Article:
Understanding when to use git commit -m and git commit -am
My main question here is whether iti makes sense to just always do
git commit -am instead of
git add . followed by
git commit -m?
I understand that -am indicates that it will add all changes from modified TRACKED files. So in a situation where I did not add any new files, it would make sense to just run git commit -am instead of git add, but would it be considered best practice to just do:
git add .
git commit -am "message"
or even instead:
git add -A git commit -am "message"
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would it be considered best practice to just do:
git add .
git commit -am “message”
No, there is no such “best practice”. As long as you do not want to include any untracked files,
git add +
git commit -m and
git commit -am will do exactly the same.
There are two situations where you need to to use
- if you want to include untracked files, and
- if you do not want to commit everything that changed
The second point in particular is the reason many people recommend against always using
After working on code for a while, you often have several different types of changes in your working copy (the bugfix you were working on, some unrelated renaming, some temporary changes for debugging…).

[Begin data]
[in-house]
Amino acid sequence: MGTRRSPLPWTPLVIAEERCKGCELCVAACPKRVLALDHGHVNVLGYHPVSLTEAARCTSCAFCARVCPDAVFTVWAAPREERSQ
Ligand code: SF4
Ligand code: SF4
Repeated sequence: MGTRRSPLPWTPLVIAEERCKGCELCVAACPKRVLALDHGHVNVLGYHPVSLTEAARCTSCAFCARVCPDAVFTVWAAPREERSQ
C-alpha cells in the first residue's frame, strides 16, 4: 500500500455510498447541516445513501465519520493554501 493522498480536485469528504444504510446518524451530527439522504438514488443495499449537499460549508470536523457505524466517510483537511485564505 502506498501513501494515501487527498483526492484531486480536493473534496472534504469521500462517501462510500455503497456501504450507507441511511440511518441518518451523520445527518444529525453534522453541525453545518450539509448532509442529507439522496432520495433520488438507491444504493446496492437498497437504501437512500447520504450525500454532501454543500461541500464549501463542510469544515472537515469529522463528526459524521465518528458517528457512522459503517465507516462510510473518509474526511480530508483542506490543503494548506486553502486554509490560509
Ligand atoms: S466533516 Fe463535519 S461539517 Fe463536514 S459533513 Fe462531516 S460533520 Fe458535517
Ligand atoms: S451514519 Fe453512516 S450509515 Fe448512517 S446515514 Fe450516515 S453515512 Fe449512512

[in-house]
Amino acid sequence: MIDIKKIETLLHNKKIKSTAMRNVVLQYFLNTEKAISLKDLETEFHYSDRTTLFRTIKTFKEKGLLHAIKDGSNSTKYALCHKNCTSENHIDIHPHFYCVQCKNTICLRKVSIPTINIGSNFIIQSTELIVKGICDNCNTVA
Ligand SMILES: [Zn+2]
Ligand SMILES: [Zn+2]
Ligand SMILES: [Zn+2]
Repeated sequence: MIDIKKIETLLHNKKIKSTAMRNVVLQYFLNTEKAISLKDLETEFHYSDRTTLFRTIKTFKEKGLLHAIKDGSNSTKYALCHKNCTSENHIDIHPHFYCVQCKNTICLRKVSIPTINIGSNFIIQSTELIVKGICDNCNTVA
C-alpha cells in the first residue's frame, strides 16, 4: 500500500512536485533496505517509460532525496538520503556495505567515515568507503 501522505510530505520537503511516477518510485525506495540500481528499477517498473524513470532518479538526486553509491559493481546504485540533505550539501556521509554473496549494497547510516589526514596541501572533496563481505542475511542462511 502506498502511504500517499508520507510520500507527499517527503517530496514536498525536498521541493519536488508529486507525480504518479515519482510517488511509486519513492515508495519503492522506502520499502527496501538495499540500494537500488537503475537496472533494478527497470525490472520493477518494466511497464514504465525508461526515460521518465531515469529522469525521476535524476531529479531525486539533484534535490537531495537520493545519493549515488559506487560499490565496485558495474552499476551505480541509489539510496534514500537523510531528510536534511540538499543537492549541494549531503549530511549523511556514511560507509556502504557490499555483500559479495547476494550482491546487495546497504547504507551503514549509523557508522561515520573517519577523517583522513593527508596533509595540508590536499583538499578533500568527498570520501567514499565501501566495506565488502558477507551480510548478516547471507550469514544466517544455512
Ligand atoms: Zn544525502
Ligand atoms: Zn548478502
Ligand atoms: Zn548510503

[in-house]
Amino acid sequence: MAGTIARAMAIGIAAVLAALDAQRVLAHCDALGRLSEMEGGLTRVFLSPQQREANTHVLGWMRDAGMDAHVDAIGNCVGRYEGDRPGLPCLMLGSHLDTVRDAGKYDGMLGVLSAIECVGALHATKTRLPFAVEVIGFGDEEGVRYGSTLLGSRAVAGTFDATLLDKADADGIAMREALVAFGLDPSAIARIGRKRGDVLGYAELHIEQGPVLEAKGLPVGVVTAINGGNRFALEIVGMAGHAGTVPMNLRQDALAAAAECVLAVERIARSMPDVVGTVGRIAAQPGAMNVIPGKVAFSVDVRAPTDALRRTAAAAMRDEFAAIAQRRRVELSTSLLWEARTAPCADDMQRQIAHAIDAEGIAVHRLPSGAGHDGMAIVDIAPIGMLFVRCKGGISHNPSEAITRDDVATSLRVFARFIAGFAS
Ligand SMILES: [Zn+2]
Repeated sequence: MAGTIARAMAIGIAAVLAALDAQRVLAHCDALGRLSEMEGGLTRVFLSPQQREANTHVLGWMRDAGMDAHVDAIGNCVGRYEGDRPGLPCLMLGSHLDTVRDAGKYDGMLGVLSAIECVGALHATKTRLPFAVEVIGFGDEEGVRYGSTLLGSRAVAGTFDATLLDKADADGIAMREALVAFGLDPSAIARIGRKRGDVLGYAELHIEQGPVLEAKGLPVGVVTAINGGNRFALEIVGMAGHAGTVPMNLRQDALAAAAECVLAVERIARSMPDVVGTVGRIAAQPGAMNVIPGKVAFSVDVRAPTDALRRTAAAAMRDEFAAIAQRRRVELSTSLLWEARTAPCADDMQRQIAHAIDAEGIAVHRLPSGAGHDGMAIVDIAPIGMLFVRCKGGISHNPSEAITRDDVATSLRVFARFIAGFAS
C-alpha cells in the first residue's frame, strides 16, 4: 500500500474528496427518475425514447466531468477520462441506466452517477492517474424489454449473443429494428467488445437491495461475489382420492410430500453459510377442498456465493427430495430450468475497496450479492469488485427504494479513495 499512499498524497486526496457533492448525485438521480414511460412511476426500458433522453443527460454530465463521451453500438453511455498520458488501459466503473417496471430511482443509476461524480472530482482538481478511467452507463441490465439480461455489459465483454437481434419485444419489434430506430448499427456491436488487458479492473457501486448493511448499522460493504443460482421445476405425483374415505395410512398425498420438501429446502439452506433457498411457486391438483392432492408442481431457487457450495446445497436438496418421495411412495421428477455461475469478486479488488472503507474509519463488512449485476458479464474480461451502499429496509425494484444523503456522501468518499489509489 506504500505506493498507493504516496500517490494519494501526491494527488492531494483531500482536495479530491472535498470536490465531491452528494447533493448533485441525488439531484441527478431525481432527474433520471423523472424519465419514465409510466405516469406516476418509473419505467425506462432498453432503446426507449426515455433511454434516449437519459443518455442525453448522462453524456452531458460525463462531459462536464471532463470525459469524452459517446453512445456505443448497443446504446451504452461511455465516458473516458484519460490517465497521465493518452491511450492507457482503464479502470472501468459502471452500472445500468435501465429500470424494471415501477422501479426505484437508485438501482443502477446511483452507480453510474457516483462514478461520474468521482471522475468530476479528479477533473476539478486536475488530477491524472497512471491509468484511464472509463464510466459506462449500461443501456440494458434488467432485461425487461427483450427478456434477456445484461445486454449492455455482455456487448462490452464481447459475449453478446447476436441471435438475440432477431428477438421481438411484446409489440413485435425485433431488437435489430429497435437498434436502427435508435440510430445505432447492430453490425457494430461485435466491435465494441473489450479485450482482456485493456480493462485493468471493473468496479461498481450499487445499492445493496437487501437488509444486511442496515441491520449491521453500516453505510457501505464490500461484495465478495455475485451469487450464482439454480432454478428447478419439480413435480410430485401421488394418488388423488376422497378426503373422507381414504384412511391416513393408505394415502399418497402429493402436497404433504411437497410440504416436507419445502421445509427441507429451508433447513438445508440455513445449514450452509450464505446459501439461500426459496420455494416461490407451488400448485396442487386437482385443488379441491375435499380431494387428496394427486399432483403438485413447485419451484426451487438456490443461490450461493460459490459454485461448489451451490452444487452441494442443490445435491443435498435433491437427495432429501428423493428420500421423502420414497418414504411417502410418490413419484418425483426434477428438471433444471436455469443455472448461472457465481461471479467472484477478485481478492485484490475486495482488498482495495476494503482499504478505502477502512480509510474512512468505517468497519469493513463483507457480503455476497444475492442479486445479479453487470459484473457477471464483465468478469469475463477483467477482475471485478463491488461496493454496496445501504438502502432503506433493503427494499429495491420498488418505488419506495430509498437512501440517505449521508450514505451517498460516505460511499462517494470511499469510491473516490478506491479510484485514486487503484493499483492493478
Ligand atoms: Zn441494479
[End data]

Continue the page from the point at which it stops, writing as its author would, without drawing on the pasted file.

commit -a risks putting too much into one commit – in these cases selective use of
git add is better.
But if you are certain you want to commit everything you changed, go ahead and use
git commit -a.
If you keep your
.gitignore current, then
git commit -am is a perfectly adequate way to do things. It is a shortcut for
git add -uA <nopattern> ; git commit -m "message".
This is git, best practice is subjective. I prefer to add files manually so that I get a chance to review changes as I go, but you might not need that.
I have committed enough code accidentally by doing
-am that I generally avoid it these days.
git add -u will stage the same changes as the
git commit -a and then you can do a
git diff --cached to make sure you want to commit them. Some of my colleagues even go so far as to always do
git add -p so they have to look at every diff before it’s even staged.
If I know the changes I’ve made are small then i’ll still use
git commit -am for convenience, but it may be worth getting out of that being the default habit.